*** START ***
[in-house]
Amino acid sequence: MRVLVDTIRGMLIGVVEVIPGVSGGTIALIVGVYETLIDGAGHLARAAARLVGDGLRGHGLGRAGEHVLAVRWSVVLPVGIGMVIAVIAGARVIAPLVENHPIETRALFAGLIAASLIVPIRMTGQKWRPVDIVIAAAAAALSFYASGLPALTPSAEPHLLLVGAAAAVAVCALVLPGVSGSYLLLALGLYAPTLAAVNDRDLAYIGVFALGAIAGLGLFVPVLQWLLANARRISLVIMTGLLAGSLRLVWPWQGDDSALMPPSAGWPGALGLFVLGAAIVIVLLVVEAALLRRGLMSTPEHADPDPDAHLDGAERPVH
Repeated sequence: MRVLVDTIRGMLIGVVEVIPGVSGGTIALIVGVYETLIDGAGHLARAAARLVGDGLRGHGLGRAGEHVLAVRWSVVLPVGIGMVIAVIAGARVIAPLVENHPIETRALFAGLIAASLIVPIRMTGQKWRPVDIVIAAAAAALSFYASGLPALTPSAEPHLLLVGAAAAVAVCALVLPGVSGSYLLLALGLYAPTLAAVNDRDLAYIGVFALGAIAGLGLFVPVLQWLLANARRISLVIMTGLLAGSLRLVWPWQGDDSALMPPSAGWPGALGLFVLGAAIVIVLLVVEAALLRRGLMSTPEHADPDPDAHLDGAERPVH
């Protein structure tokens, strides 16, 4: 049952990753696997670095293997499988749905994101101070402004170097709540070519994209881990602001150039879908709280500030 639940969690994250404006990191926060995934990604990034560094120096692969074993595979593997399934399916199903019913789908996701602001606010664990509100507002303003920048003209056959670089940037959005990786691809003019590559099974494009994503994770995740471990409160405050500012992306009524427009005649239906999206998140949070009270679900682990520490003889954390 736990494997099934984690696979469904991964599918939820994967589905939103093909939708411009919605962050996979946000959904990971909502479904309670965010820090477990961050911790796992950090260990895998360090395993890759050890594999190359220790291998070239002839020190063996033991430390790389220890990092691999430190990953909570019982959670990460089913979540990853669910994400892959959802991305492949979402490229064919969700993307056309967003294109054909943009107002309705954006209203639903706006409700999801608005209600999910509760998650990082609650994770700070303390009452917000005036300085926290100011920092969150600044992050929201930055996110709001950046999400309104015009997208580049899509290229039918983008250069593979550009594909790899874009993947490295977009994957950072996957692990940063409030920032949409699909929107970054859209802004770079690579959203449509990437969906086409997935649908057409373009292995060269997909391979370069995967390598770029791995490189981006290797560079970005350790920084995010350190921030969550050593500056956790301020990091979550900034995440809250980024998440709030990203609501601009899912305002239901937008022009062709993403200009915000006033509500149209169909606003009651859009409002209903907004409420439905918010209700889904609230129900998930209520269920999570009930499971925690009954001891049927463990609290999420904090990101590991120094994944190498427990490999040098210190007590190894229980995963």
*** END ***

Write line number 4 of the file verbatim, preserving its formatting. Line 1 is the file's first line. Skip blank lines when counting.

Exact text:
């Protein structure tokens, strides 16, 4: 049952990753696997670095293997499988749905994101101070402004170097709540070519994209881990602001150039879908709280500030 639940969690994250404006990191926060995934990604990034560094120096692969074993595979593997399934399916199903019913789908996701602001606010664990509100507002303003920048003209056959670089940037959005990786691809003019590559099974494009994503994770995740471990409160405050500012992306009524427009005649239906999206998140949070009270679900682990520490003889954390 736990494997099934984690696979469904991964599918939820994967589905939103093909939708411009919605962050996979946000959904990971909502479904309670965010820090477990961050911790796992950090260990895998360090395993890759050890594999190359220790291998070239002839020190063996033991430390790389220890990092691999430190990953909570019982959670990460089913979540990853669910994400892959959802991305492949979402490229064919969700993307056309967003294109054909943009107002309705954006209203639903706006409700999801608005209600999910509760998650990082609650994770700070303390009452917000005036300085926290100011920092969150600044992050929201930055996110709001950046999400309104015009997208580049899509290229039918983008250069593979550009594909790899874009993947490295977009994957950072996957692990940063409030920032949409699909929107970054859209802004770079690579959203449509990437969906086409997935649908057409373009292995060269997909391979370069995967390598770029791995490189981006290797560079970005350790920084995010350190921030969550050593500056956790301020990091979550900034995440809250980024998440709030990203609501601009899912305002239901937008022009062709993403200009915000006033509500149209169909606003009651859009409002209903907004409420439905918010209700889904609230129900998930209520269920999570009930499971925690009954001891049927463990609290999420904090990101590991120094994944190498427990490999040098210190007590190894229980995963």